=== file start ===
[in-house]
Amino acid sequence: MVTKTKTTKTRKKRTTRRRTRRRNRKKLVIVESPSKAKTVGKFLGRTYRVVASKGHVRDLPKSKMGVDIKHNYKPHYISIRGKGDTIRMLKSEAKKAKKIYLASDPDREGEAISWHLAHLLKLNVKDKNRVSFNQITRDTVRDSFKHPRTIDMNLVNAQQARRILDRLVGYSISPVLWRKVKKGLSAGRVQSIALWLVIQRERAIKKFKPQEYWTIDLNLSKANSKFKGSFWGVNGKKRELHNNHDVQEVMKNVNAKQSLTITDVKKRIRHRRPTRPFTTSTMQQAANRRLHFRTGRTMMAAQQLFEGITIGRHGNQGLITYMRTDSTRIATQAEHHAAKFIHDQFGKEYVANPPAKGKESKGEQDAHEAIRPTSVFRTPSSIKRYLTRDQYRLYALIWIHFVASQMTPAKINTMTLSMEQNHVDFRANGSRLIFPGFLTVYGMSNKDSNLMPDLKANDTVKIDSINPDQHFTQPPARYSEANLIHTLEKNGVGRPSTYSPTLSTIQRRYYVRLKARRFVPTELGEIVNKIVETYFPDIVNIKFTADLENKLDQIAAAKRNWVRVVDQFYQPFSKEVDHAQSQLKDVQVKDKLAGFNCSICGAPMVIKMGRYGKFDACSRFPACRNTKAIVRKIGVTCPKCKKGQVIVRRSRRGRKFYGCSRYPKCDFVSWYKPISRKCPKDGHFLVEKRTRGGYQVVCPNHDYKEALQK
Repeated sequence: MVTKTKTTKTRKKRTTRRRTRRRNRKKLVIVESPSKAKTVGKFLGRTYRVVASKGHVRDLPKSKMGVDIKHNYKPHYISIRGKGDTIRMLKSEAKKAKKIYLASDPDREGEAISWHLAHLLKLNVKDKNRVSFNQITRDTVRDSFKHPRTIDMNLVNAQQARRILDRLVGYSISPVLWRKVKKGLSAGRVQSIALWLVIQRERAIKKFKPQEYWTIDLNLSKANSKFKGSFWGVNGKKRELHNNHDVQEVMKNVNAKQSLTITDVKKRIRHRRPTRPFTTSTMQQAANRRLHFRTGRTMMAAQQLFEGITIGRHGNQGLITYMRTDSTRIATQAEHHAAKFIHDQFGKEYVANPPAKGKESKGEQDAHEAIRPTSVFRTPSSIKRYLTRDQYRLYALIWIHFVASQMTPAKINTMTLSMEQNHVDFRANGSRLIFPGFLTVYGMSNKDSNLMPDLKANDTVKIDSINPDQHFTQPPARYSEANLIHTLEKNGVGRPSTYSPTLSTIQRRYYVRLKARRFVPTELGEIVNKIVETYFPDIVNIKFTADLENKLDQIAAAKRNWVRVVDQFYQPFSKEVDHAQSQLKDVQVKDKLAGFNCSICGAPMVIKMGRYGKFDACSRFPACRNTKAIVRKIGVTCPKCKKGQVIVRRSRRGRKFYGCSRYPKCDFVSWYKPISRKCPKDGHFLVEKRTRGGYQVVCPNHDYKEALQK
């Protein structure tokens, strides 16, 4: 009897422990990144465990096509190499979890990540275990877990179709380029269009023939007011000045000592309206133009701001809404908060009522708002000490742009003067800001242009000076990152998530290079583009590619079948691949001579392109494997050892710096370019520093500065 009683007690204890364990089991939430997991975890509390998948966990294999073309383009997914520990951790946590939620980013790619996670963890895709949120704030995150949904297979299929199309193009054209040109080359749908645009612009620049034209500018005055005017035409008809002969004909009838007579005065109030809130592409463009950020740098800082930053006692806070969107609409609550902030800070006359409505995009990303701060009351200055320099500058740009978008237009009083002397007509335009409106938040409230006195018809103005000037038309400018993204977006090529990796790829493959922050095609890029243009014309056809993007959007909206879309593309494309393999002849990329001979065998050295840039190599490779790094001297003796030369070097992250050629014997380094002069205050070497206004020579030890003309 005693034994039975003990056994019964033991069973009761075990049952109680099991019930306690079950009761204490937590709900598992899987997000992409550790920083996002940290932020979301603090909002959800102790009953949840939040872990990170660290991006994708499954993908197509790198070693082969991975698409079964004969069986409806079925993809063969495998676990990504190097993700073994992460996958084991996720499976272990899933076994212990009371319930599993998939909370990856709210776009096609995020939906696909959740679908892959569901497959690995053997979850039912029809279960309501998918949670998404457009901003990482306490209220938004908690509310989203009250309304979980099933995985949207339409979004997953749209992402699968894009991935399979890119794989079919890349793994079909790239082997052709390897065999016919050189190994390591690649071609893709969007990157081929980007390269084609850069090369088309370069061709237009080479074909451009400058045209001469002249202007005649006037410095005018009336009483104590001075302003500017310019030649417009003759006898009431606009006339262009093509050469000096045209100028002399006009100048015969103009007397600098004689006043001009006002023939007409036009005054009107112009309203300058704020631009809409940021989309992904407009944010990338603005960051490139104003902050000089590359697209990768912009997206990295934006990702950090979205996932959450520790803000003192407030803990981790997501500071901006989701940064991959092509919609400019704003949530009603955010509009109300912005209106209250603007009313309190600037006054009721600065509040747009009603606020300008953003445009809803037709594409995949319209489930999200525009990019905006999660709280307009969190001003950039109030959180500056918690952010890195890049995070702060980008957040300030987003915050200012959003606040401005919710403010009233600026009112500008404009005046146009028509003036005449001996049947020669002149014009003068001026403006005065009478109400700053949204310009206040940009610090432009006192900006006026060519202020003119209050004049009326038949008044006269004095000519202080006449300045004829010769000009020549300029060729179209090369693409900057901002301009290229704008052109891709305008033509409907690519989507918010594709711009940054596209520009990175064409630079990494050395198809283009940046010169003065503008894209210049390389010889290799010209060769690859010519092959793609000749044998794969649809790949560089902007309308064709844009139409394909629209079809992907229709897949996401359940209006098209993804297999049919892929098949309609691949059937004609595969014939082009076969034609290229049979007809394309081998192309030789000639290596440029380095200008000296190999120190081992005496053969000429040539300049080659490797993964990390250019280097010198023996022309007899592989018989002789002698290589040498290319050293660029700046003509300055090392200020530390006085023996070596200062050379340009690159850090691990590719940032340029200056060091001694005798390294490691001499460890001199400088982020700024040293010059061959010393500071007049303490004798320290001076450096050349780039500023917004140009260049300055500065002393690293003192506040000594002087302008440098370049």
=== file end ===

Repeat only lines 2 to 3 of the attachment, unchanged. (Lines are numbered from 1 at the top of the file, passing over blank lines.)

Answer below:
Amino acid sequence: MVTKTKTTKTRKKRTTRRRTRRRNRKKLVIVESPSKAKTVGKFLGRTYRVVASKGHVRDLPKSKMGVDIKHNYKPHYISIRGKGDTIRMLKSEAKKAKKIYLASDPDREGEAISWHLAHLLKLNVKDKNRVSFNQITRDTVRDSFKHPRTIDMNLVNAQQARRILDRLVGYSISPVLWRKVKKGLSAGRVQSIALWLVIQRERAIKKFKPQEYWTIDLNLSKANSKFKGSFWGVNGKKRELHNNHDVQEVMKNVNAKQSLTITDVKKRIRHRRPTRPFTTSTMQQAANRRLHFRTGRTMMAAQQLFEGITIGRHGNQGLITYMRTDSTRIATQAEHHAAKFIHDQFGKEYVANPPAKGKESKGEQDAHEAIRPTSVFRTPSSIKRYLTRDQYRLYALIWIHFVASQMTPAKINTMTLSMEQNHVDFRANGSRLIFPGFLTVYGMSNKDSNLMPDLKANDTVKIDSINPDQHFTQPPARYSEANLIHTLEKNGVGRPSTYSPTLSTIQRRYYVRLKARRFVPTELGEIVNKIVETYFPDIVNIKFTADLENKLDQIAAAKRNWVRVVDQFYQPFSKEVDHAQSQLKDVQVKDKLAGFNCSICGAPMVIKMGRYGKFDACSRFPACRNTKAIVRKIGVTCPKCKKGQVIVRRSRRGRKFYGCSRYPKCDFVSWYKPISRKCPKDGHFLVEKRTRGGYQVVCPNHDYKEALQK
Repeated sequence: MVTKTKTTKTRKKRTTRRRTRRRNRKKLVIVESPSKAKTVGKFLGRTYRVVASKGHVRDLPKSKMGVDIKHNYKPHYISIRGKGDTIRMLKSEAKKAKKIYLASDPDREGEAISWHLAHLLKLNVKDKNRVSFNQITRDTVRDSFKHPRTIDMNLVNAQQARRILDRLVGYSISPVLWRKVKKGLSAGRVQSIALWLVIQRERAIKKFKPQEYWTIDLNLSKANSKFKGSFWGVNGKKRELHNNHDVQEVMKNVNAKQSLTITDVKKRIRHRRPTRPFTTSTMQQAANRRLHFRTGRTMMAAQQLFEGITIGRHGNQGLITYMRTDSTRIATQAEHHAAKFIHDQFGKEYVANPPAKGKESKGEQDAHEAIRPTSVFRTPSSIKRYLTRDQYRLYALIWIHFVASQMTPAKINTMTLSMEQNHVDFRANGSRLIFPGFLTVYGMSNKDSNLMPDLKANDTVKIDSINPDQHFTQPPARYSEANLIHTLEKNGVGRPSTYSPTLSTIQRRYYVRLKARRFVPTELGEIVNKIVETYFPDIVNIKFTADLENKLDQIAAAKRNWVRVVDQFYQPFSKEVDHAQSQLKDVQVKDKLAGFNCSICGAPMVIKMGRYGKFDACSRFPACRNTKAIVRKIGVTCPKCKKGQVIVRRSRRGRKFYGCSRYPKCDFVSWYKPISRKCPKDGHFLVEKRTRGGYQVVCPNHDYKEALQK